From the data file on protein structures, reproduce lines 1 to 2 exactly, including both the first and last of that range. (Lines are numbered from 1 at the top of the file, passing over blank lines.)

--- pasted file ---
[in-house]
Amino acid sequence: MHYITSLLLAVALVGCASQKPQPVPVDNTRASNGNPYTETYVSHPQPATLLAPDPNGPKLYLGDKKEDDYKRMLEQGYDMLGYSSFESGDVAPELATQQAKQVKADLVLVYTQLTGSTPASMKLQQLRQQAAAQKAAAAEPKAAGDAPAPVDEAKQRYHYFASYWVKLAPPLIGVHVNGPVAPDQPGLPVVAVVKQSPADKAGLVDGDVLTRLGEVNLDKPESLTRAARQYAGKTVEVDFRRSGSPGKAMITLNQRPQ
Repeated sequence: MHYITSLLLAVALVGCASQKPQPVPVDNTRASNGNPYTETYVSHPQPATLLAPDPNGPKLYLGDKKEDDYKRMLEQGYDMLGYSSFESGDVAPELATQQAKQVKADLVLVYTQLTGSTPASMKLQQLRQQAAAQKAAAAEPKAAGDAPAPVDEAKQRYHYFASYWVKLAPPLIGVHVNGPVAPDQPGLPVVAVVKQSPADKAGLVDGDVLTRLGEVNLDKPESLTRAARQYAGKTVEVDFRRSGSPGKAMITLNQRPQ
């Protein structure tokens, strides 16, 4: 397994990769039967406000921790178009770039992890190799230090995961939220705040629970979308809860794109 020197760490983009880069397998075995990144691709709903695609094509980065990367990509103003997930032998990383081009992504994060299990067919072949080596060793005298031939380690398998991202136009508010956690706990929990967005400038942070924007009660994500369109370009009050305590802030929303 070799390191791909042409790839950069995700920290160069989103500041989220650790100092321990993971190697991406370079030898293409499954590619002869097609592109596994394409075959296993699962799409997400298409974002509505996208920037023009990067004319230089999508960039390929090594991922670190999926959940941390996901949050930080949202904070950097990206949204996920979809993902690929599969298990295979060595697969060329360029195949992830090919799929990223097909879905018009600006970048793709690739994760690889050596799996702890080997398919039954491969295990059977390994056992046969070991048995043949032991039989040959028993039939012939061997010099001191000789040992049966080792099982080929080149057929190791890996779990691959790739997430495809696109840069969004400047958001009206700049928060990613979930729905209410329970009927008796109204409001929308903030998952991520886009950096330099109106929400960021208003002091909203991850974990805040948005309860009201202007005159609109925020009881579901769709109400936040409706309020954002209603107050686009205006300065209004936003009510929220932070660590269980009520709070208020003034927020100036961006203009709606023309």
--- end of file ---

[in-house]
Amino acid sequence: MHYITSLLLAVALVGCASQKPQPVPVDNTRASNGNPYTETYVSHPQPATLLAPDPNGPKLYLGDKKEDDYKRMLEQGYDMLGYSSFESGDVAPELATQQAKQVKADLVLVYTQLTGSTPASMKLQQLRQQAAAQKAAAAEPKAAGDAPAPVDEAKQRYHYFASYWVKLAPPLIGVHVNGPVAPDQPGLPVVAVVKQSPADKAGLVDGDVLTRLGEVNLDKPESLTRAARQYAGKTVEVDFRRSGSPGKAMITLNQRPQ